It’s kind of sad that as soon as Easter was over, it was straight back to work, essays and deadlines. But then again there is no better reason to praise God, and it is such a privilege to be able to celebrate it not only at Easter, but throughout the year.

Music as Worship

It’s important to remember that worship is not exclusively singing and music-making. However, music plays a hugely important part in worship and in praising God.

I’m much more likely to use traditional hymns to worship. Knowing that they’ve got a background – having been sung for generations, knowing that they’ve been used to praise and worship God for a long time – is one reason. Another being the fact that I prefer the music… (ducks).

The Psalms are a great example of singing God’s praises. Many of them are themselves songs, others, like Psalm 150, encouraging singing, dancing, and playing instruments to praise God.

And when a full congregation is singing their heart out, lifting up their voices to worship God, it’s so uplifting and so joyous. Even more so because we are all singing with one purpose: to bring praise and glory to God.

Hymns: Tell Out, My Soul

Luke 1:46-55

Tell Out, My Soul is such a joyful song, based on the words of the Magnificat, or Mary’s Song. It’s a song of praise and thankfulness, and rejoices in God’s faithfulness, might, power, and holiness.

Perhaps my favourite verse is the final one – purely for the last two lines:

“Tell out, my soul, the greatness of the Lord,
To children’s children and forever more!”

This reminds me of Psalm 145:2-3:

“Great is the Lord and most worthy of praise;
    his greatness no one can fathom.
One generation commends your works to another;
    they tell of your mighty acts.”

God is so great – and this encourages us to pass on this good news. One of the great things is that God is also constant – from generation to generation. And so we pass this on.

The music for this hymn is also wonderful. The hymn tune Woodlands was composed in 1916, and is one of my favourites just because of how uplifting it is. In fact I dare say that I can’t sing it without a smile!

This weekend was particularly special for me because one of my friends got baptised. It was at a Church I wouldn’t usually go to, but I figured I should probably go to support her! It was such a joyful occasion, with about 5 people altogether being baptised, and a celebration afterwards. It’s been wonderful to see my friend grow in faith – and I’ve learned plenty from her. Particularly in how she prays. She prays straight from the heart – she pours her heart out to God, not only praying for her and others’ needs, but also thanking God for his great goodness.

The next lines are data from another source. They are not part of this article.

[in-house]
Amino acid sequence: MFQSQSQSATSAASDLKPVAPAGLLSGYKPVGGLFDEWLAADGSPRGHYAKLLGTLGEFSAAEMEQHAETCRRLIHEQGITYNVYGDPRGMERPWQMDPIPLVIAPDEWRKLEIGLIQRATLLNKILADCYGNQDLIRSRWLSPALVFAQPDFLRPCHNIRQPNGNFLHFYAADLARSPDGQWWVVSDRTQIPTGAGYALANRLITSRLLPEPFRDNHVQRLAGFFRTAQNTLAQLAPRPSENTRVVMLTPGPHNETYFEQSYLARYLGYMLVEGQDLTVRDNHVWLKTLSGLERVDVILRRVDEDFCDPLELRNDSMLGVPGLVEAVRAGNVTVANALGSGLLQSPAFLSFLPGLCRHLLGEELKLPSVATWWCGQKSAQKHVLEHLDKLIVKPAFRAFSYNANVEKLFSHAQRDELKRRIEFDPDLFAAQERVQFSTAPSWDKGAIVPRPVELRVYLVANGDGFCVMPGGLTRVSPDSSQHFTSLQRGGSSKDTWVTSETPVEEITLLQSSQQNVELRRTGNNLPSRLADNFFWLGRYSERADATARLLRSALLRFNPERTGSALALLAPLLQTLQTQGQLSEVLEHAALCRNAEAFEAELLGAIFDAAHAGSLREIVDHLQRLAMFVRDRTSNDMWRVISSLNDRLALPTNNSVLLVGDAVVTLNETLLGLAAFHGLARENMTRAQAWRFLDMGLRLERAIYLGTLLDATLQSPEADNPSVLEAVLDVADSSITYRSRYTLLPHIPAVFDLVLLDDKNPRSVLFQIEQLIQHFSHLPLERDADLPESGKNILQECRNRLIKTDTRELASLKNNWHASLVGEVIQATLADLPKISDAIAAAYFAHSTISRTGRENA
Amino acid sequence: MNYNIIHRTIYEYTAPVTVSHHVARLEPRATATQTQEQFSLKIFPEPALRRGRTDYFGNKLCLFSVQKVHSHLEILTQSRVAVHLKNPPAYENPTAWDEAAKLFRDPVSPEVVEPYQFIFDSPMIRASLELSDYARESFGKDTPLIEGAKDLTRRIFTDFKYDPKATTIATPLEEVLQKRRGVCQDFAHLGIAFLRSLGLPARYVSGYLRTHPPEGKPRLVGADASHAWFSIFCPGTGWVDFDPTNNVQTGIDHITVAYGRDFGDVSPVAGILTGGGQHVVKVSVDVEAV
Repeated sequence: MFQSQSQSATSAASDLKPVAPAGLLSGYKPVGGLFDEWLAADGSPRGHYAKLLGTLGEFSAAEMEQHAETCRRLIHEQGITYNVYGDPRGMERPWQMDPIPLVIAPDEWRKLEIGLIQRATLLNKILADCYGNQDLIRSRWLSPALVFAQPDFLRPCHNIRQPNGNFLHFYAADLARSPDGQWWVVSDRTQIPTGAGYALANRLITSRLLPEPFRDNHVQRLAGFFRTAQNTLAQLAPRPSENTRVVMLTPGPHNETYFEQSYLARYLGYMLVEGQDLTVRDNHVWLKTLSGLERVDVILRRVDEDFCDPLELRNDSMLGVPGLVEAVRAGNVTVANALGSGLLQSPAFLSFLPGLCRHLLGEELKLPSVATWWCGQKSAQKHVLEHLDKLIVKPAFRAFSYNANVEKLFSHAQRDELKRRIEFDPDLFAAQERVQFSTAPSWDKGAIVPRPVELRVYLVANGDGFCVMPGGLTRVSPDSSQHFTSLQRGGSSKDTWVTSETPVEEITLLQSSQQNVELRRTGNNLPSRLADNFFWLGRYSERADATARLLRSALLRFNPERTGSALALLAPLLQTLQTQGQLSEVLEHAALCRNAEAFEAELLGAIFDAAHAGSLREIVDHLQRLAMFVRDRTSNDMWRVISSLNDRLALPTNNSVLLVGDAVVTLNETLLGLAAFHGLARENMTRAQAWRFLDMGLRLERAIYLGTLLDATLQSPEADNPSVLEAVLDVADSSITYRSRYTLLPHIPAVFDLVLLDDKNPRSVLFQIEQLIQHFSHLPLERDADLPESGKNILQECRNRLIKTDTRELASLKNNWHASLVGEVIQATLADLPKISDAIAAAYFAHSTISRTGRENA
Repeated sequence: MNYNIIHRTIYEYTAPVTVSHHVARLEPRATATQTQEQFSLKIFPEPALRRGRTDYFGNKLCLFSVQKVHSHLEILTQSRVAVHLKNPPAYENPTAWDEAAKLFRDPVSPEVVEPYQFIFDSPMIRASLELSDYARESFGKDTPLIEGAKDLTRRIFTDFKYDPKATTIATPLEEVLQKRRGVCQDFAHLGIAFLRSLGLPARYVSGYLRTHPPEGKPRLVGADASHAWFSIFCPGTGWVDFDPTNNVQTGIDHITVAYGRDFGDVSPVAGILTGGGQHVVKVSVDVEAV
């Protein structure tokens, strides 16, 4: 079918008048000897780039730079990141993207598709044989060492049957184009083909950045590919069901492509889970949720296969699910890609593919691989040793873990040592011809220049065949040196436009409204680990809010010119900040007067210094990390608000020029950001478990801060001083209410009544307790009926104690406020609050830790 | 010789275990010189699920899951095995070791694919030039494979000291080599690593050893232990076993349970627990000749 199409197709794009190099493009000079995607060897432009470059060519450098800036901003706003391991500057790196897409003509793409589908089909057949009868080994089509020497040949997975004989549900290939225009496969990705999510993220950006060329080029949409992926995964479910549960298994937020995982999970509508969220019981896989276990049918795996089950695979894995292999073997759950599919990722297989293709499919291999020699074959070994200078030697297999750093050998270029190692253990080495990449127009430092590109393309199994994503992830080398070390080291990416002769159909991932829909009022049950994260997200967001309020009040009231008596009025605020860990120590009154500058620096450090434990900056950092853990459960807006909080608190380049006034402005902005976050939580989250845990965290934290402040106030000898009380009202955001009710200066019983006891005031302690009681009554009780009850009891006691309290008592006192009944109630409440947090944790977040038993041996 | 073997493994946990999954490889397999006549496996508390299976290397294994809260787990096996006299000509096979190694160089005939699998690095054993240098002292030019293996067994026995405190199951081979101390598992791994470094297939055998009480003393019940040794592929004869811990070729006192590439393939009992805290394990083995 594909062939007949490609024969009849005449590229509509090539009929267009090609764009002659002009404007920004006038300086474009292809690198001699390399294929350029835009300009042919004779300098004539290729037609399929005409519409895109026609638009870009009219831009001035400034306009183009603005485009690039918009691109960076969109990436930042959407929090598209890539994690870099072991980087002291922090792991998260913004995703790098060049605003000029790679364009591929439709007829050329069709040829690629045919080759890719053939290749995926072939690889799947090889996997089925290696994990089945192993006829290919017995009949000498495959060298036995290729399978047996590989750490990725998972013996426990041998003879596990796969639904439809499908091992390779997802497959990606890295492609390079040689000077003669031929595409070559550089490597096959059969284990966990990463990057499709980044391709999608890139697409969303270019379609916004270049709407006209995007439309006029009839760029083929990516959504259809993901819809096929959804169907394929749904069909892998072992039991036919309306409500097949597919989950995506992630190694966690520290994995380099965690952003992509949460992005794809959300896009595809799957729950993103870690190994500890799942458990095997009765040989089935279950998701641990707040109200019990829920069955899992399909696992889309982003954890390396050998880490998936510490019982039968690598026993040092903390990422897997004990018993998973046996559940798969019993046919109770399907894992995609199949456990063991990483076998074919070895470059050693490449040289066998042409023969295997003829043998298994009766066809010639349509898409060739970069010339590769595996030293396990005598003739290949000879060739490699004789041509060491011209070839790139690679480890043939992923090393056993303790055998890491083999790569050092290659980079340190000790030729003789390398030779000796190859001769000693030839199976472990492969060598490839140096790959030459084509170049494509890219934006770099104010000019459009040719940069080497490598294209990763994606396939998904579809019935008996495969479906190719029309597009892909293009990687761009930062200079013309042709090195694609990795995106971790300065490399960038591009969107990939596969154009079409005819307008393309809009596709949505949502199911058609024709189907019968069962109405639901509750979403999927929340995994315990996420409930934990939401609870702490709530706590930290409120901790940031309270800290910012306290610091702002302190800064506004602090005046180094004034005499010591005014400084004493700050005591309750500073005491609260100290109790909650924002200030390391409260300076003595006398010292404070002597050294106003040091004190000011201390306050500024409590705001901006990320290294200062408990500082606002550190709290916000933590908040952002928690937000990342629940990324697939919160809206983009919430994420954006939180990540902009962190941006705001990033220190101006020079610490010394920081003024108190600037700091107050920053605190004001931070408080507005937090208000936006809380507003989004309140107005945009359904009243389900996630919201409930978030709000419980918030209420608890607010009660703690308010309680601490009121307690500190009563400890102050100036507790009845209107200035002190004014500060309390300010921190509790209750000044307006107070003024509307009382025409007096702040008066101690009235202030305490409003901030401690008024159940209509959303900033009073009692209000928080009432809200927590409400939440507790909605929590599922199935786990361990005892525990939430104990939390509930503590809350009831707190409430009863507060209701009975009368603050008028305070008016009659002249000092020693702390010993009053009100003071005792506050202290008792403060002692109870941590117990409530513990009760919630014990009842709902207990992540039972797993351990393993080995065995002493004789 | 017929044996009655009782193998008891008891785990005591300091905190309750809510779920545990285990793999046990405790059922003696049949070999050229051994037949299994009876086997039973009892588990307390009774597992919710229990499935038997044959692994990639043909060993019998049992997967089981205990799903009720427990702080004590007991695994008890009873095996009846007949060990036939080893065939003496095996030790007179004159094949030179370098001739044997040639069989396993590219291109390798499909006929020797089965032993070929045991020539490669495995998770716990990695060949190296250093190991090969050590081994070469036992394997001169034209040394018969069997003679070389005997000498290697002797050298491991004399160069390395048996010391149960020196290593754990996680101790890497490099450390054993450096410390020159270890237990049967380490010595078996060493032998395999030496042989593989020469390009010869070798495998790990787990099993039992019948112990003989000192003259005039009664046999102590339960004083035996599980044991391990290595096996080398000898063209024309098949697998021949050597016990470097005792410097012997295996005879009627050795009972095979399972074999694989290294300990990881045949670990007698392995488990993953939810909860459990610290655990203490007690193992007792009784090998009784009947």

Throughout the weekend, and since, this song has been in my head, and I have dared to sing it out loud at the top of my voice a few times! It has reminded me of God’s goodness. And when people tell out the greatness of the Lord, to their friends, to their children, to their children’s children, great things can happen.

Hymns: Fairest Lord Jesus

The grass withers and the flowers fall,
    but the word of our God endures forever.” – Isaiah 40:8

I have moments sometimes, when I look at the stars, or at nature, or something beautiful, and wonder how it is that God is just so good.

This morning I was walking to a prayer meeting, and saw the stream near my home, with a lovely church in the background. It looked so serene and idyllic, and I was reminded of God’s beauty, glory and goodness. In fact, it made me so joyous I was singing all the way to the prayer meeting…

Anyway. Fairest Lord Jesus is simply beautiful. It speaks about beauty in the natural world, and in us. It finally talks about how unchanging and unfading Jesus is, which is a wonderful reminder in this ever-changing world.

“Fair are the meadows
Fairer still the woodlands
Robed in the verdure and bloom of spring!
Jesus is fairer,
Jesus is purer,
He makes the saddest heart to sing!”

This is the second verse, reminding us that no matter how good and beautiful nature is, Jesus is even better. That’s super encouraging – nature is so beautiful and yet Jesus can offer more!

But perhaps my favourite verse is the final one, which ends like this:

“Yet is their beauty fading and fleeting,
My Jesus, thine will never fade.”

It’s an important reminder that our only constant hope and joy is to be found in Jesus – beautiful things will eventually fade away, die or otherwise lose their beauty, but Jesus is eternal.

The verse I chose at the top talks about God’s everlasting Word. The chapter compares people to grass, and their faithfulness to flowers: They die, they wither, but God is ever-present and endures forever. What a blessing it is to have such a God!